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THE POSSESSION OF THE LAND OF CANAAN BY THE ISRAELITES,
THE POSSESSION OF THE LAND OF CANAAN BY THE ISRAELITES, ANOTHER PREPARATORY STEP TOWARDS THE FULFILMENT OF GOD'S PURPOSES IN CHRIST.
We now come to the fulfilment of that part of God's promise to Abraham, which assured him that the land of Canaan should be given to his seed.
Nearly forty years before the period at which we are now arrived, it had been reported by Joshua and Caleb, who with others had been sent to search this land of promise, that it was an exceeding good land, a land that flowed with milk and honey, and which the armies of Israel were able to subdue. It was, therefore, on its
own account, as a rich and fertile country, an object of considerable desire to the Israelites; but it was still more so as the inheritance which God had promised them, as the future birthplace of the Messiah, and as containing the cave where Abraham, Isaac, and Jacob were buried.
They had long been anxious to enter into this land, to taste its sweets, and enjoy its rest. Most grateful, therefore, to their ears was the command of Joshua, "Prepare your victuals, for within three days ye shall pass over this Jordan to go in to possess the land, which the Lord your God giveth you to possess it."* At this gratifying intelligence all was joy and preparation. Every hand flew to its appointed taskevery bosom beat high with hope—and every eye was bright with anticipations of good to come. As soon as the special signal was given, the ark was lifted up, and all Israel moved foreward, and came to the brink of the river. A stupendous miracle was then wrought in their behalf. Jordan was driven back; the waters fled at the presence of the ark of the covenant of God, and the people passed over on dry ground in safety.
* Joshua, i. 11.
This was indeed an astonishing display of God's might in favour of the seed of Abraham; and it was an irresistible attestation to all Israel, that the time was come when his word should be fulfilled. Another evidence that they were brought to the enjoyment of those good things, which the Lord had provided for them, was, that, as soon as they had eaten of the old corn of the land, the manna, which had been their sustenance so long, fell no more from heaven. The food, that was necessary in the wilderness, would have been a superfluity in the land flowing with milk and honey, and yielding abundance of every kind.
In a few years, after numerous victories over the nations, and numerous manifestations of Divine Providence in behalf of his people, they succeeded in possessing themselves of nearly the whole country from Dan to Beersheba, and from Jordan to the Sea. The inheritance was divided among the tribes; and the land of promise was at length given to the seed of Abraham according to the word of the Lord.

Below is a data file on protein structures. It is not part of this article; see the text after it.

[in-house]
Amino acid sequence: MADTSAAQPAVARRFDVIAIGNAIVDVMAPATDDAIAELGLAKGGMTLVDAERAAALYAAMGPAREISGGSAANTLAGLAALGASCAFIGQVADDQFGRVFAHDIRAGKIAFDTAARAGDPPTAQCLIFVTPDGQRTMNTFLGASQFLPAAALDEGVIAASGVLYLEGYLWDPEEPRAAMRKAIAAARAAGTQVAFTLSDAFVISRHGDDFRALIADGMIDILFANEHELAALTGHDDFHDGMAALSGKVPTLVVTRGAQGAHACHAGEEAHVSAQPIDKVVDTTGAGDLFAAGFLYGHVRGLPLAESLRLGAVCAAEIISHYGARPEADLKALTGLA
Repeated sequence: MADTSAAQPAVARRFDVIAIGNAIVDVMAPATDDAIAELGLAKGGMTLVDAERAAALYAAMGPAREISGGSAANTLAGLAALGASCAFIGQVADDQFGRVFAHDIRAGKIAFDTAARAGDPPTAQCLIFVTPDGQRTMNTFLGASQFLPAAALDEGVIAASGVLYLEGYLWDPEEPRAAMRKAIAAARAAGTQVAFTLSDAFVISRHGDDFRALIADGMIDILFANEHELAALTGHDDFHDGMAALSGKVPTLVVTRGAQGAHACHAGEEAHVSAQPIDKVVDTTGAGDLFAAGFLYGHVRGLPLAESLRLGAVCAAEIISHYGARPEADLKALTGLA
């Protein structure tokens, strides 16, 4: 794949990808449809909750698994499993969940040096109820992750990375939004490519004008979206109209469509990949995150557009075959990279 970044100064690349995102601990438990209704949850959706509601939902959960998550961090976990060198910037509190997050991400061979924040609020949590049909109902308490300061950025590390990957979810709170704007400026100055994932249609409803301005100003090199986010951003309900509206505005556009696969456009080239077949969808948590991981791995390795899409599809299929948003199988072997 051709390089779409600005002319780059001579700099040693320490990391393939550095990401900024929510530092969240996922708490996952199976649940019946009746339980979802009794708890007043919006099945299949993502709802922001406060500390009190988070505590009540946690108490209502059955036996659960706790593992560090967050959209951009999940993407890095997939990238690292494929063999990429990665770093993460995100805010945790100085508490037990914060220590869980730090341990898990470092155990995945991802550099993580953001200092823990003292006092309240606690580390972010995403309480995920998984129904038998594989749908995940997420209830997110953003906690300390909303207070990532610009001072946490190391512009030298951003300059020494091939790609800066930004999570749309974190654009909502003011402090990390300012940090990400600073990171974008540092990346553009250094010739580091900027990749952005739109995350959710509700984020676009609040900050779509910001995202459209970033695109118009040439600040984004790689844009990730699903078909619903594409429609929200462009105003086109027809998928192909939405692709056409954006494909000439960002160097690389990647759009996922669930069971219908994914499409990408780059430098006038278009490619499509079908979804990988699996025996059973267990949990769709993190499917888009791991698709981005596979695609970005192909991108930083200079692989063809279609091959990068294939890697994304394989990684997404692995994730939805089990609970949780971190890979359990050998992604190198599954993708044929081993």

This fulfilment of the Divine word was interwoven with the counsel of God in Christ. From the promise to Abraham it was evident that Canaan was to be possessed by his posterity-from the prophecy of Jacob it appeared that Shiloh, who
was to descend from Judah, was not to come till the Israelites should be a distinct nation under a regular government-and from the declaration of Moses we learn that the great prophet to come was to be one of Abraham's descendants. The settlement, therefore, of the Israelites in Canaan was necessary previously to the appearing of the Messiah; and it forms a strong feature in the economy of preparation; for, in order to the accomplishment of prophecy, Shiloh could not come till Judah had his sceptre and lawgiver in that very land.
JOSHUA, A TYPE OF CHRIST.
Joshua was a type of Christ, and Canaan an emblem of heaven. The latter was the place of rest; the former the conductor to it. Joshua and Jesus are words of the same meaning; they signify Saviour. As the one, solemnly commissioned by the Lord for the purpose, led the children of Israel, after all their wanderings, into the land of promise, and with mighty victories established them therein; so the other came from God to bring his holy Church, after all its severe trials in the world, into the mansions of heaven, and to give it therein, through the power and merits of his conquest, an everlasting habitation.
In reviewing the economy of preparation till the death of Joshua, it appears that at first the Redeemer was promised in general terms without any specification of time, place, nation, or family, without any delineation of person or character, and without any intelligence of what actions he was to perform, except that he was to bruise the serpent's head. He was to be a conqueror and a sufferer; a conqueror by suffering, and a sufferer in order to conquest; and both, for the release and deliverance of the captive. At length notice was given that he should be born among a particular people, the posterity of Abraham, Isaac, and Jacob; that he should arise in the land of Canaan, and that he should come when Judah's power and privileges as a nation were passing rapidly
Here we have some little intimation with regard to time, place, nation, and family; enough to direct the eye to something particular, something definite, something on which it may rest with certainty; enough to convince us that providence was carrying on some vast design; but not enough to satisfy the mind that longs for elucidation, and is looking for fulfilment. In the prophecies of Balaam and Moses, and in the various types and figures of the law,